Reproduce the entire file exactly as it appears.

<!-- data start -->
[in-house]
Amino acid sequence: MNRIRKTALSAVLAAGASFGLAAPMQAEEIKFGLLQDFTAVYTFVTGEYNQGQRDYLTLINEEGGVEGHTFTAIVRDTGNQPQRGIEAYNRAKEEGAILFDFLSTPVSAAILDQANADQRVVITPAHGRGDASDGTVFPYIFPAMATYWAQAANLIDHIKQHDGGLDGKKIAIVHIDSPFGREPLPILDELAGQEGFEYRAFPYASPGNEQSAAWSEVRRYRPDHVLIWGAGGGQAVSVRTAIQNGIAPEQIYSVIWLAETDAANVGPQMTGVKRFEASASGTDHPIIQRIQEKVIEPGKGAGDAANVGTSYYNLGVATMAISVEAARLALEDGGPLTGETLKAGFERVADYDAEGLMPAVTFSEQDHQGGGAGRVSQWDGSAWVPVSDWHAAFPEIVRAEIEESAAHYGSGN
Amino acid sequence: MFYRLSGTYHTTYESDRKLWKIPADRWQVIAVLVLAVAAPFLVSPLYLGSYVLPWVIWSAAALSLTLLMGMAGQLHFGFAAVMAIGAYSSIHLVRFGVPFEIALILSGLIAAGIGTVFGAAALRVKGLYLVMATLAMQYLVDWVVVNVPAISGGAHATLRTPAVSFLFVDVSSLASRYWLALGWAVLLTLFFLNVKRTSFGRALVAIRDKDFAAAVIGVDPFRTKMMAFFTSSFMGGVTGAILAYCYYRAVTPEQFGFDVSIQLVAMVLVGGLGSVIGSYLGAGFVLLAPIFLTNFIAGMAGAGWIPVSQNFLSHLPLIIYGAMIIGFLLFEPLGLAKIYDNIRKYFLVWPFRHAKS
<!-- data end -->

[in-house]
Amino acid sequence: MNRIRKTALSAVLAAGASFGLAAPMQAEEIKFGLLQDFTAVYTFVTGEYNQGQRDYLTLINEEGGVEGHTFTAIVRDTGNQPQRGIEAYNRAKEEGAILFDFLSTPVSAAILDQANADQRVVITPAHGRGDASDGTVFPYIFPAMATYWAQAANLIDHIKQHDGGLDGKKIAIVHIDSPFGREPLPILDELAGQEGFEYRAFPYASPGNEQSAAWSEVRRYRPDHVLIWGAGGGQAVSVRTAIQNGIAPEQIYSVIWLAETDAANVGPQMTGVKRFEASASGTDHPIIQRIQEKVIEPGKGAGDAANVGTSYYNLGVATMAISVEAARLALEDGGPLTGETLKAGFERVADYDAEGLMPAVTFSEQDHQGGGAGRVSQWDGSAWVPVSDWHAAFPEIVRAEIEESAAHYGSGN
Amino acid sequence: MFYRLSGTYHTTYESDRKLWKIPADRWQVIAVLVLAVAAPFLVSPLYLGSYVLPWVIWSAAALSLTLLMGMAGQLHFGFAAVMAIGAYSSIHLVRFGVPFEIALILSGLIAAGIGTVFGAAALRVKGLYLVMATLAMQYLVDWVVVNVPAISGGAHATLRTPAVSFLFVDVSSLASRYWLALGWAVLLTLFFLNVKRTSFGRALVAIRDKDFAAAVIGVDPFRTKMMAFFTSSFMGGVTGAILAYCYYRAVTPEQFGFDVSIQLVAMVLVGGLGSVIGSYLGAGFVLLAPIFLTNFIAGMAGAGWIPVSQNFLSHLPLIIYGAMIIGFLLFEPLGLAKIYDNIRKYFLVWPFRHAKS